Remarks by Ms. Gwi‐Yeop Son, UN Resident Coordinator: Signing Ceremony of the UN Joint Programme on Integrated Highland Livelihood Development in Mae Hong Son

12 Jan 2010

Conference Hall, 2nd Floor, Former City Hall of Mae Hong Son

Your Excellency Mr. Gumtorn Tavornsatid, Governor of Mae Hong Son, Mr. Konuma, FAO Representative, Colleagues, Ladies and Gentlemen,

I am honoured to be here today, in the town of Mae Hong Son, surrounded by your green and beautiful mountains. This is an important day for us of the UN family in Thailand and for the province of Mae Hong Son. By signing the UN Joint Programme on Integrated Highland Livelihood Development in Mae Hong Son with the Governor of this province, we seal our commitment to support government’s efforts to improve the lives and opportunities of the people living in this area.

In 2005 a report analyzing the status of achievement of the Millennium Development Goals (MDGs) in the province of Mae Hong Son was launched, thanks to the efforts of several key actors within this province and with the technical support of the UN. The picture it portrayed was, unfortunately, dismaying. Multiple challenges were identified as undermining the progress towards eradication of poverty and ensuring education and health standards in line with national levels.

It was clear that these challenges could only be tackled through an integrated and balanced approach, bringing together economic development and environmental sustainability, social issues and organizational aspects. This approach has been reflected in the provincial development strategy for 2008‐11 and in line with this, the UN family has come together to provide its sectoral expertise in support of government’s ongoing efforts in a coherent and coordinated fashion.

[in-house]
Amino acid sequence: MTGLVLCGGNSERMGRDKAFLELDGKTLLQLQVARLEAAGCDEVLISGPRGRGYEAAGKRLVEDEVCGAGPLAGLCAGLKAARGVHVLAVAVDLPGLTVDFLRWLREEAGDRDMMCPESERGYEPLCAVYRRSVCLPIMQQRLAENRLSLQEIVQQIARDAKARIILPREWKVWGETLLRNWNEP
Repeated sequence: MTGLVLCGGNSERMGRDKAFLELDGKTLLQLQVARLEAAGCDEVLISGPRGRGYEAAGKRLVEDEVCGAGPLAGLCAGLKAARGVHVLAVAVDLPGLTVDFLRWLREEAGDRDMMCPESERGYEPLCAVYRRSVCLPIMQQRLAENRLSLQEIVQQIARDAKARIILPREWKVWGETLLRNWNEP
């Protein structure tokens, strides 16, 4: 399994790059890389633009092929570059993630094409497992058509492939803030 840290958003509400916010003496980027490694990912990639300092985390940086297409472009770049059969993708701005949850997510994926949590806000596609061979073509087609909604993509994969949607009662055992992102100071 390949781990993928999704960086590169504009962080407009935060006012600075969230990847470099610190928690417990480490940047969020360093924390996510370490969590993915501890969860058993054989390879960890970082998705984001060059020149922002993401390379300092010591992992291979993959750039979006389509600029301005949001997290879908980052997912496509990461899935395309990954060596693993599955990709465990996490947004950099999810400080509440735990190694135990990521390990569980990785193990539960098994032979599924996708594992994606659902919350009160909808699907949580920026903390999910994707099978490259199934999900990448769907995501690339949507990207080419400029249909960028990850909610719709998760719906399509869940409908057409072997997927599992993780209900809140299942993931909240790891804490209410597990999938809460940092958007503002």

As a Resident Coordinator, it is a matter of great pride to see 12 UN organisations joining hands, leaving behind their agencies’ hats, and offer their specific technical knowledge to contribute to a comprehensive common project. We believe this is the way we should work, to be a more effective partner to Thailand.

Through our work here, in Mae Hong Son, we will pilot a number of innovative initiatives aimed at reaching out to the most marginalized and vulnerable, improving their chances of accessing social services and income opportunities.

For example, pioneer sustainable practices on natural resource management and forest conservation; identification and implementation of eco‐tourism initiatives, and granting primary healthcare services to migrants, displaced persons and ethnic minorities. We hope we will all learn from this and be able to translate it into national policies for the benefit of other provinces throughout the country.

In sum, we are setting ambitious targets for us today, binding us together in a joint commitment for the wellbeing and future of the people living in this beautiful province. Let me conclude expressing my sincere appreciation first of all to the Governor of Mae Hong Son, Khun Gumtorn Tavornsatid, his colleagues at the governor’s office, and representatives of the provincial line ministries offices who are present here today and who are partnering with UN agencies in the implementation of this project.

Last, but not least, a special recognition goes to my estimate colleague from FAO, Mr. Konuma who is really the heart and soul of this UN joint project. Without his tireless coordination efforts this project would have never seen the light, and for this, we are all extremely grateful. Thank you, Konuma‐san.

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